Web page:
Please bear with me through somewhat trivial history lesson, as there is actually a reason this info is somewhat important, at least in my mind. You can make your own decision to the pertinence in a few minutes.

The fact is, I have remained loyal to all these teams except one – the Boston Celtics. But it wasn’t as much I quit being a Celtics rooter, I just didn’t enjoy the NBA style of basketball that the league evolved into approximately 20 years ago, a style that appeared to be more roller derby played in sneakers, and not the game I fell in love with. 

And that brings me to a destination I was striving to get to – my point being: When LeBron James made his decision to leave Cleveland, I didn’t have a rooting interest in it. 

I will admit I was critical of the way he handled it, but I wasn’t emotional over The Decision at all. James always impressed me on and off the court, and I did admire him, especially compared to a lot of today’s athletes. 

So, looking back as a semi-interested bystander, I can honestly now say the four-years hiatus the Akron St. Vincent-St. Mary grad took from the Ohio city is the best thing that could’ve happened for everyone – for James, the Cavs, the fans, and the city of Cleveland itself.

Now I know hindsight – especially in athletics – is a wonderful, wonderful thing, but let me give my reasoning.

First of all, if James had played the past four seasons in Cleveland, the Cavaliers would not have won a championship, and the blame would fall solely on the his broad shoulders. The Cavs just weren’t good enough to win an NBA title no matter what the Akron native did on the court.

He would’ve basically worn out his welcome, the fans acting as most fans do – they would’ve showered him with boos and heaven knows what else. Now, they will appreciate his presence and applaud his efforts.

It will be a place to be when the Cavs play at home.

Secondly, James now has a pair of championship rings to wear, so there will be absolutely no pressure on him, the fans now unable to scream, “He can’t win the big one.” He has won the BIG ONE. As a matter of fact, he has now won two BIG ONES.

I don’t care who you are, it’s a lot easier to perform when there is little or no pressure.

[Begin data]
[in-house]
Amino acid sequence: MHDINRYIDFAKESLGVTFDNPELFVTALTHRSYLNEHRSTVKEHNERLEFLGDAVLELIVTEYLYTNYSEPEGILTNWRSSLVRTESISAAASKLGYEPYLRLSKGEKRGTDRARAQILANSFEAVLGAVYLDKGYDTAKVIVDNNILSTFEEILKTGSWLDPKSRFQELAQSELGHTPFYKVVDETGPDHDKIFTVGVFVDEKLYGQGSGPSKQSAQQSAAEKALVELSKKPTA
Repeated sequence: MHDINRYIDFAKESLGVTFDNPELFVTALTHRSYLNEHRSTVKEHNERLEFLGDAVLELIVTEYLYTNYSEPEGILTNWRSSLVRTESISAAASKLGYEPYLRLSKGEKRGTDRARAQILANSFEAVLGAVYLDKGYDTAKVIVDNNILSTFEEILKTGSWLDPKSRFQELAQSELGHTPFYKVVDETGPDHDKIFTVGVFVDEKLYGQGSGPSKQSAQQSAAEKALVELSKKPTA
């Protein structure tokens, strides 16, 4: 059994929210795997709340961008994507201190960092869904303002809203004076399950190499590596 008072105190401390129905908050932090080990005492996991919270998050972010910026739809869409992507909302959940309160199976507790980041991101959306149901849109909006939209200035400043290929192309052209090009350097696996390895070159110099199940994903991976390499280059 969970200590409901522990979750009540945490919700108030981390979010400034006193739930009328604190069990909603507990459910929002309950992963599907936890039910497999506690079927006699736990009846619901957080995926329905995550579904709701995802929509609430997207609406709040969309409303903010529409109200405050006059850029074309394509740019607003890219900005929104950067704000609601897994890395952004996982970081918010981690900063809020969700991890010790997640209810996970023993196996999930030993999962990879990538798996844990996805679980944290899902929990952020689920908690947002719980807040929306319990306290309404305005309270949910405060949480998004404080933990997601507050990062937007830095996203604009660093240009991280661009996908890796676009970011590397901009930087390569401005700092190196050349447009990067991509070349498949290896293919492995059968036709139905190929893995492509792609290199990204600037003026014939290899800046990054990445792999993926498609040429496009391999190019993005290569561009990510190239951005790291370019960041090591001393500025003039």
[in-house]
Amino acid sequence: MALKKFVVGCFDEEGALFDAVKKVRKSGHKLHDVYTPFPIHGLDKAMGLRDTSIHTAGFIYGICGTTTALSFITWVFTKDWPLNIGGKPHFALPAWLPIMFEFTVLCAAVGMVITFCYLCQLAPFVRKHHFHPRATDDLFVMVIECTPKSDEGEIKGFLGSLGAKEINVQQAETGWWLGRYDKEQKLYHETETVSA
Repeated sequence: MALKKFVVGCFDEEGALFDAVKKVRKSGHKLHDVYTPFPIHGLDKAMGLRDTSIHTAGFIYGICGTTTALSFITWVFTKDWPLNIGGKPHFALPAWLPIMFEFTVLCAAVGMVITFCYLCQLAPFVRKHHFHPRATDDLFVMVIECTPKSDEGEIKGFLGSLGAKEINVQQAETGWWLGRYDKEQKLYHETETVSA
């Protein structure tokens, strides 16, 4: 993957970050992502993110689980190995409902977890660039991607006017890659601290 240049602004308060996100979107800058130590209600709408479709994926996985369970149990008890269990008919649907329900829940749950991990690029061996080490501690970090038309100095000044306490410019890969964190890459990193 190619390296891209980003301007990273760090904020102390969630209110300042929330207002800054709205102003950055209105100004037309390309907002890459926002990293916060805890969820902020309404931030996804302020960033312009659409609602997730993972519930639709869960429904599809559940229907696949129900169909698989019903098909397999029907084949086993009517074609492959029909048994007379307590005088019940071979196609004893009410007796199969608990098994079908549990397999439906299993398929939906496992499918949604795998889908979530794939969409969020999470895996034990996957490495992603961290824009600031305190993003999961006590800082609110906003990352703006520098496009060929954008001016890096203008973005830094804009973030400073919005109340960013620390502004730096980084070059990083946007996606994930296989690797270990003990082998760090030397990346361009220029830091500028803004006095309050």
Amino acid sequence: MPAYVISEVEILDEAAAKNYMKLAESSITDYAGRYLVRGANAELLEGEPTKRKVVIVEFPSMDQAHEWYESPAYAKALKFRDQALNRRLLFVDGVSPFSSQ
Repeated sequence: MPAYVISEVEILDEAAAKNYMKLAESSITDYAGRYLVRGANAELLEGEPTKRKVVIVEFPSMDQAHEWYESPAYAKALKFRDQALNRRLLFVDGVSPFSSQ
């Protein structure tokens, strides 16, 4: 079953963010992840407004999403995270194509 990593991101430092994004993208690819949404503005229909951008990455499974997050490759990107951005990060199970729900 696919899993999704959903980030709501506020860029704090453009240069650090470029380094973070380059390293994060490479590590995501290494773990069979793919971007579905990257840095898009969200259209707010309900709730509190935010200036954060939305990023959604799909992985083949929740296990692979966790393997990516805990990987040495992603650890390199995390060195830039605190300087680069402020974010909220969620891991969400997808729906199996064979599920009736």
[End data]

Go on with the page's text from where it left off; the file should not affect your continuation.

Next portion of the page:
It’s easy to over-analyze in sports, but I feel these are two reasonable ideas as to why James and the Cavaliers could be ultra-successful very quickly.

With all this being said, I am proud to announce that I now have an NBA team to root for. Because of LeBron James, I am now a Cleveland Cavaliers fan. You can call me a bandwagon jumper, but it’s not about winning and losing. It’s about showing some loyalty and concern for your hometown. Happy to exclaim, I respect that immensely. 

Happy to exclaim, “Thanks, LeBron!”

Go LeCavs!

Did you ever think LBJ would be the face of what’s right in Cleveland and Thome would be the face of greed?

ONE FINAL NOTE that may interest local sports fans.

On Wednesday, Aug. 6, there will be a special General McLane School Board meeting. This get together will enable the public to comment on the boys’ basketball situation – the well-documented boys’ basketball situation.

The meeting will be held in the James W. Parker Middle School North cafeteria. Attendees are asked to enter through the gym lobby.

Public comments will be allowed at this session.

I do hope people keep it civil, but it should be extremely interesting.

I’m planning on attending, and I definitely WILL NOT be speaking.

James R. LeCorchick can be contacted at JRLSportsReport@gmail.com, and you can follow him on Twitter @JRLSports.  

Erie Reader: Vol. 6, No. 25
Now Available — Pick It Up Today

CURRENT

Keeping it local this holiday season

A wildlife photographer captures Presque Isle State Park at dawn.

An account from the front lines of the North Dakota protest

 

Questioning the nostalgia of Rogue One

 

Get some holiday ink in exchange for donations

IN THIS ISSUE

Keeping it local this holiday season

A wildlife photographer captures Presque Isle State Park at dawn.

An account from the front lines of the North Dakota protest

 

Questioning the nostalgia of Rogue One

 

Get some holiday ink in exchange for donations

Prolific avant-garde bassist to perform solo one night only

Ruins has a retro authenticity that’s almost confusing.

Missy Twohig: owner, Sacred Piercing

Meet the Lee Family: owners of the last taxable property in the City of Erie.

Bogus baking soda and pessimistic pigs